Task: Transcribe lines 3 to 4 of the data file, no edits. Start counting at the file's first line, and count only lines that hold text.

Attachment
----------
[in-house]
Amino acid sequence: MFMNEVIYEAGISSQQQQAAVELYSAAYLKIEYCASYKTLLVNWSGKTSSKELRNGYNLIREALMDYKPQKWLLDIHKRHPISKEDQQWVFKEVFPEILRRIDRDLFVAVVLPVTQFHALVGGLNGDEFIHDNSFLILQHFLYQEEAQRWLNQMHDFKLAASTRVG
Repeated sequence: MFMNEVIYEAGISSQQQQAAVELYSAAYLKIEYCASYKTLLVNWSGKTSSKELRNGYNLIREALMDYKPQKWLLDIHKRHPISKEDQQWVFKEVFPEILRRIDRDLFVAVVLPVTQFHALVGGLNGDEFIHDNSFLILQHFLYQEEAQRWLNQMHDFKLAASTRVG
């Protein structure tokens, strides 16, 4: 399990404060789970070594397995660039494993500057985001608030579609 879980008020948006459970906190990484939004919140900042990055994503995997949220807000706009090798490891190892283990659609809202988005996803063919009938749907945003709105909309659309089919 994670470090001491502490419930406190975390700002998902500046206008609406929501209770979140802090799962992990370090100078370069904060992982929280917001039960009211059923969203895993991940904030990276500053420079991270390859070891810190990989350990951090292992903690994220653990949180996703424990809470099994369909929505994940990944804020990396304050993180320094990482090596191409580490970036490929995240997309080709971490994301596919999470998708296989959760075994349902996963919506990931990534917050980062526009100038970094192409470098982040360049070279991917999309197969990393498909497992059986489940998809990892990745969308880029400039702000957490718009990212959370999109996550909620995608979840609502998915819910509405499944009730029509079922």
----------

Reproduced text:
Repeated sequence: MFMNEVIYEAGISSQQQQAAVELYSAAYLKIEYCASYKTLLVNWSGKTSSKELRNGYNLIREALMDYKPQKWLLDIHKRHPISKEDQQWVFKEVFPEILRRIDRDLFVAVVLPVTQFHALVGGLNGDEFIHDNSFLILQHFLYQEEAQRWLNQMHDFKLAASTRVG
């Protein structure tokens, strides 16, 4: 399990404060789970070594397995660039494993500057985001608030579609 879980008020948006459970906190990484939004919140900042990055994503995997949220807000706009090798490891190892283990659609809202988005996803063919009938749907945003709105909309659309089919 994670470090001491502490419930406190975390700002998902500046206008609406929501209770979140802090799962992990370090100078370069904060992982929280917001039960009211059923969203895993991940904030990276500053420079991270390859070891810190990989350990951090292992903690994220653990949180996703424990809470099994369909929505994940990944804020990396304050993180320094990482090596191409580490970036490929995240997309080709971490994301596919999470998708296989959760075994349902996963919506990931990534917050980062526009100038970094192409470098982040360049070279991917999309197969990393498909497992059986489940998809990892990745969308880029400039702000957490718009990212959370999109996550909620995608979840609502998915819910509405499944009730029509079922």